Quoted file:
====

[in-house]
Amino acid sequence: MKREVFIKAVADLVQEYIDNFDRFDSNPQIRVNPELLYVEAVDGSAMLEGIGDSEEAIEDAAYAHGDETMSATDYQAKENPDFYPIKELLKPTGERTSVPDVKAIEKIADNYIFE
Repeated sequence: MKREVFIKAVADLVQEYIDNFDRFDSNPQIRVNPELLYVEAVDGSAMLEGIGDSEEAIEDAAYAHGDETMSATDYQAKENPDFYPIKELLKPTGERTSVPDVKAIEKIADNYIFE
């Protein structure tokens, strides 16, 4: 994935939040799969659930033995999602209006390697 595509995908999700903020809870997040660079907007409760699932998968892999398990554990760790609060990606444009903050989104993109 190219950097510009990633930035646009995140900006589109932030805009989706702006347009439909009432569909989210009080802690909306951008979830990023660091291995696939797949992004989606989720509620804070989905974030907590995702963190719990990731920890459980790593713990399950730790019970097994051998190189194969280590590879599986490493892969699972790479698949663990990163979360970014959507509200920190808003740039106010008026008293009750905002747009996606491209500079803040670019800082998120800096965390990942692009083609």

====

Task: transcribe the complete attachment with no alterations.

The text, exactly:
[in-house]
Amino acid sequence: MKREVFIKAVADLVQEYIDNFDRFDSNPQIRVNPELLYVEAVDGSAMLEGIGDSEEAIEDAAYAHGDETMSATDYQAKENPDFYPIKELLKPTGERTSVPDVKAIEKIADNYIFE
Repeated sequence: MKREVFIKAVADLVQEYIDNFDRFDSNPQIRVNPELLYVEAVDGSAMLEGIGDSEEAIEDAAYAHGDETMSATDYQAKENPDFYPIKELLKPTGERTSVPDVKAIEKIADNYIFE
């Protein structure tokens, strides 16, 4: 994935939040799969659930033995999602209006390697 595509995908999700903020809870997040660079907007409760699932998968892999398990554990760790609060990606444009903050989104993109 190219950097510009990633930035646009995140900006589109932030805009989706702006347009439909009432569909989210009080802690909306951008979830990023660091291995696939797949992004989606989720509620804070989905974030907590995702963190719990990731920890459980790593713990399950730790019970097994051998190189194969280590590879599986490493892969699972790479698949663990990163979360970014959507509200920190808003740039106010008026008293009750905002747009996606491209500079803040670019800082998120800096965390990942692009083609």